Mashpee Transfer Station

The selectmen are mulling whether to increase the annual trash sticker fee at the Mashpee Transfer Station.

The selectmen are mulling whether to increase the annual trash sticker fee at the Mashpee Transfer Station.

Let’s not kid ourselves: few if any Mashpee residents are going to look at the prospect of paying $50 more a year to drop their trash at the town transfer station with gladness in their hearts.

But let’s also not kid ourselves: having all of the town’s taxpayers subsidize an optional service provided by the town isn’t fair.

That’s even before you get to the arguments that residents of Mashpee, not to mention residents of the United States, should understand the cost, both financial and environmental, of properly disposing of the waste that they generate.

At present, property owners in Mashpee cover about 6 percent, or $57,000, of the cost of operating the transfer station. Users pay for the rest.

But rising costs in the wholesale trash market now are confronting the town.

Catherine Laurent, director of the Mashpee Department of Public Works, said the recent renegotiations with New Bedford Waste Services, the company that the town contracts with for solid waste removal, pushed the town’s costs higher.

The company owner told the selectmen last month that declining landfill capacity throughout Massachusetts is increasing disposal costs.

To continue to use the company’s service, the selectmen approved increasing the rate for solid waste hauling paid to the company from $59.23 per ton last year to $93.75 through the end of 2020.

That represents a 58 percent increase that Ms. Laurent said will add another $120,000 to the cost of operating the station.

To keep sticker permits at their current levels—the annual trash sticker at $150, the annual recycling-only sticker at $30 and the single-trip permit at $15—will require the annual taxpayer subsidy to increase to $227,000.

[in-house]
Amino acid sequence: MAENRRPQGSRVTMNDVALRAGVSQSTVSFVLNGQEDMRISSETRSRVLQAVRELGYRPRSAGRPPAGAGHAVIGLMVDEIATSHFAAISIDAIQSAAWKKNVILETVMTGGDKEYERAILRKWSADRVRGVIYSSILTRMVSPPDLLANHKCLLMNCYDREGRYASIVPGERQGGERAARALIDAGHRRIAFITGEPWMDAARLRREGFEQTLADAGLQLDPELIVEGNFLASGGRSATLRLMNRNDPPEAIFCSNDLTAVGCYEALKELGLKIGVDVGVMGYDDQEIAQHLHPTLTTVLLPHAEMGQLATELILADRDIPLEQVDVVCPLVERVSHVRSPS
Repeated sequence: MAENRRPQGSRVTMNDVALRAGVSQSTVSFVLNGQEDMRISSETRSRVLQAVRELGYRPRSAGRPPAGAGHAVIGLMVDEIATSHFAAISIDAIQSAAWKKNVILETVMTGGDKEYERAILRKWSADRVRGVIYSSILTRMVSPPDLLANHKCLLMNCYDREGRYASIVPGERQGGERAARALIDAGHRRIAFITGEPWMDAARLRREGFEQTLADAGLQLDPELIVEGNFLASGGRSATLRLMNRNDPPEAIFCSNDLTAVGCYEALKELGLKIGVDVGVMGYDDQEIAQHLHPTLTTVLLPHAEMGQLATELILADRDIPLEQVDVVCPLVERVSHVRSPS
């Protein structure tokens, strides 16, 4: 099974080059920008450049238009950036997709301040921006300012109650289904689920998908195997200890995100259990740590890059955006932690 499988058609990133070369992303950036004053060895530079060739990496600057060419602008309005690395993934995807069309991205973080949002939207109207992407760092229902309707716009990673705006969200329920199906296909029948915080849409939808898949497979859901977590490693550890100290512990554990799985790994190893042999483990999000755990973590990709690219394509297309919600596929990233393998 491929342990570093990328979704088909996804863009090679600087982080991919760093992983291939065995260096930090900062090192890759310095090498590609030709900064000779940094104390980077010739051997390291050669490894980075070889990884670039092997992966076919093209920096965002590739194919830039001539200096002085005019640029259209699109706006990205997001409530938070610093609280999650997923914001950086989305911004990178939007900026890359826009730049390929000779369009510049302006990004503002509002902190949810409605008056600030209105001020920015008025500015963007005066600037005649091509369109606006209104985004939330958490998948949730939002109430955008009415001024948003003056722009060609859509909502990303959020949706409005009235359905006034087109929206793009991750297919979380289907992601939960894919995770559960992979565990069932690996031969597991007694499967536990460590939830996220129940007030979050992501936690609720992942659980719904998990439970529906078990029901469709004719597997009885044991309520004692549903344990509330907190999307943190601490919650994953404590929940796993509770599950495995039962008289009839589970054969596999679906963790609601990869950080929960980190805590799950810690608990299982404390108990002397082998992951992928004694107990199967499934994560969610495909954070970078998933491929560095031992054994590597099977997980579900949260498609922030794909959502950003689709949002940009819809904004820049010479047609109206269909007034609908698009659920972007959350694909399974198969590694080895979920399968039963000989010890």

That would push the subsidy percentage to 22 percent, up from 6 percent—and, as Andrew R. Gottlieb reminded his fellow selectmen, the board has pursued a policy to “eliminate the subsidy over time, so that the stickers reflect the cost of operating the transfer station.”

“I just don’t see the logic of imposing that cost on the tax rate and making people who pay for private trash hauling also pay for my trash,” Mr. Gottlieb said.

Mashpee could eliminate the subsidy this year. The town could do so by increasing the cost of the annual trash sticker by $50 to $200, nudging the cost of the recycling-only sticker by $5 to $35, and raising the single-trip permit by $5 to $20.

Mr. Gottlieb, who is chairman of the board, made a further, deeper argument.

“We need to get real about pricing and what it costs to dispose of trash and not hide it from people,” he said.

Along those lines, if Mashpee residents want to pay less for waste disposal—or at least hold those costs down—they should give “pay as you throw” another look.

Under the town’s current system, Mr. Gottlieb points out, users of the transfer station have no incentive to recycle.

But recycling more translates into throwing out less trash. And “pay as you throw” means that those who throw out less trash pay less—giving them an economic reason to pull out recyclables and dispose of them separately.

Ms. Laurent, meanwhile, anticipates that the cost of disposing of trash in the wholesale market will continue to rise in the future.

For now, the selectmen have held off on a decision about whether the town should increase the sticker fees.

But Mashpee has the opportunity here to start taking proactive steps to confront and hold down the rising cost of waste disposal.

Eliminating the property tax subsidy will be more fair to the town’s taxpayers. Eliminating a “one-size-fits-all” method of charging for trash disposal will be more fair to individual residents—and to the environment as a whole.

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